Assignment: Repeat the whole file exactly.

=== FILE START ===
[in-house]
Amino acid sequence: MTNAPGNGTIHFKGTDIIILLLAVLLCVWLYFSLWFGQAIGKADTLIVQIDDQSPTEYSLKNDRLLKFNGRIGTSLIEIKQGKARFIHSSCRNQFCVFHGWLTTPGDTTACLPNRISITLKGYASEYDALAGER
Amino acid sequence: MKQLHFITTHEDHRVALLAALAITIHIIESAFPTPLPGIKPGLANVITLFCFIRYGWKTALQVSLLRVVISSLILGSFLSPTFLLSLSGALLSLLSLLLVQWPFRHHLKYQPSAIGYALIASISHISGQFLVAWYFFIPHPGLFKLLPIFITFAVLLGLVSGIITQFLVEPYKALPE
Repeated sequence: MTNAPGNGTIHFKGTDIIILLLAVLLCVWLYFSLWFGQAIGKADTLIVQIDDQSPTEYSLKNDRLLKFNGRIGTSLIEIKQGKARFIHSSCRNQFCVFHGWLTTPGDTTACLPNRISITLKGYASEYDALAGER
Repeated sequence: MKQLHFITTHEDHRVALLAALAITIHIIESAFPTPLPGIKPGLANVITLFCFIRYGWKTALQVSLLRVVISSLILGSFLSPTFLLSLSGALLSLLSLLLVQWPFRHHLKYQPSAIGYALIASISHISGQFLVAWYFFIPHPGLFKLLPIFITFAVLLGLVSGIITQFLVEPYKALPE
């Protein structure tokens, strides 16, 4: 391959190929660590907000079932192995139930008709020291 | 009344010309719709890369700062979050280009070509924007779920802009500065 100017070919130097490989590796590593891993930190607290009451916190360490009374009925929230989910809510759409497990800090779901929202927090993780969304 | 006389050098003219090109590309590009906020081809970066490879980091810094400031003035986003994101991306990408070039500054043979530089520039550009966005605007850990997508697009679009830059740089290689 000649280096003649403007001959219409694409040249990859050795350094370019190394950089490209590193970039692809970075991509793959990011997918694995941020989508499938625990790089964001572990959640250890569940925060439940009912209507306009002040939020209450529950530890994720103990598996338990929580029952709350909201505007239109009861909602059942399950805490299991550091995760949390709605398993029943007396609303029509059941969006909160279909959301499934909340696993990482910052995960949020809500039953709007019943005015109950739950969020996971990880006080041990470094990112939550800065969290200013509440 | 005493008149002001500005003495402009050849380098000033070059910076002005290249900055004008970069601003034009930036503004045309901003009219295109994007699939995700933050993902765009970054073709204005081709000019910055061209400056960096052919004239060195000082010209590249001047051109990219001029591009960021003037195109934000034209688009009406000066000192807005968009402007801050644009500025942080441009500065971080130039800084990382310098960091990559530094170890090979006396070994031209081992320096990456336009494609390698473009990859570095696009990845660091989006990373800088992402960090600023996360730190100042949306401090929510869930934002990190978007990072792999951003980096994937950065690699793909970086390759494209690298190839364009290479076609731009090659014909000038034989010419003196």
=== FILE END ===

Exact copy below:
[in-house]
Amino acid sequence: MTNAPGNGTIHFKGTDIIILLLAVLLCVWLYFSLWFGQAIGKADTLIVQIDDQSPTEYSLKNDRLLKFNGRIGTSLIEIKQGKARFIHSSCRNQFCVFHGWLTTPGDTTACLPNRISITLKGYASEYDALAGER
Amino acid sequence: MKQLHFITTHEDHRVALLAALAITIHIIESAFPTPLPGIKPGLANVITLFCFIRYGWKTALQVSLLRVVISSLILGSFLSPTFLLSLSGALLSLLSLLLVQWPFRHHLKYQPSAIGYALIASISHISGQFLVAWYFFIPHPGLFKLLPIFITFAVLLGLVSGIITQFLVEPYKALPE
Repeated sequence: MTNAPGNGTIHFKGTDIIILLLAVLLCVWLYFSLWFGQAIGKADTLIVQIDDQSPTEYSLKNDRLLKFNGRIGTSLIEIKQGKARFIHSSCRNQFCVFHGWLTTPGDTTACLPNRISITLKGYASEYDALAGER
Repeated sequence: MKQLHFITTHEDHRVALLAALAITIHIIESAFPTPLPGIKPGLANVITLFCFIRYGWKTALQVSLLRVVISSLILGSFLSPTFLLSLSGALLSLLSLLLVQWPFRHHLKYQPSAIGYALIASISHISGQFLVAWYFFIPHPGLFKLLPIFITFAVLLGLVSGIITQFLVEPYKALPE
């Protein structure tokens, strides 16, 4: 391959190929660590907000079932192995139930008709020291 | 009344010309719709890369700062979050280009070509924007779920802009500065 100017070919130097490989590796590593891993930190607290009451916190360490009374009925929230989910809510759409497990800090779901929202927090993780969304 | 006389050098003219090109590309590009906020081809970066490879980091810094400031003035986003994101991306990408070039500054043979530089520039550009966005605007850990997508697009679009830059740089290689 000649280096003649403007001959219409694409040249990859050795350094370019190394950089490209590193970039692809970075991509793959990011997918694995941020989508499938625990790089964001572990959640250890569940925060439940009912209507306009002040939020209450529950530890994720103990598996338990929580029952709350909201505007239109009861909602059942399950805490299991550091995760949390709605398993029943007396609303029509059941969006909160279909959301499934909340696993990482910052995960949020809500039953709007019943005015109950739950969020996971990880006080041990470094990112939550800065969290200013509440 | 005493008149002001500005003495402009050849380098000033070059910076002005290249900055004008970069601003034009930036503004045309901003009219295109994007699939995700933050993902765009970054073709204005081709000019910055061209400056960096052919004239060195000082010209590249001047051109990219001029591009960021003037195109934000034209688009009406000066000192807005968009402007801050644009500025942080441009500065971080130039800084990382310098960091990559530094170890090979006396070994031209081992320096990456336009494609390698473009990859570095696009990845660091989006990373800088992402960090600023996360730190100042949306401090929510869930934002990190978007990072792999951003980096994937950065690699793909970086390759494209690298190839364009290479076609731009090659014909000038034989010419003196």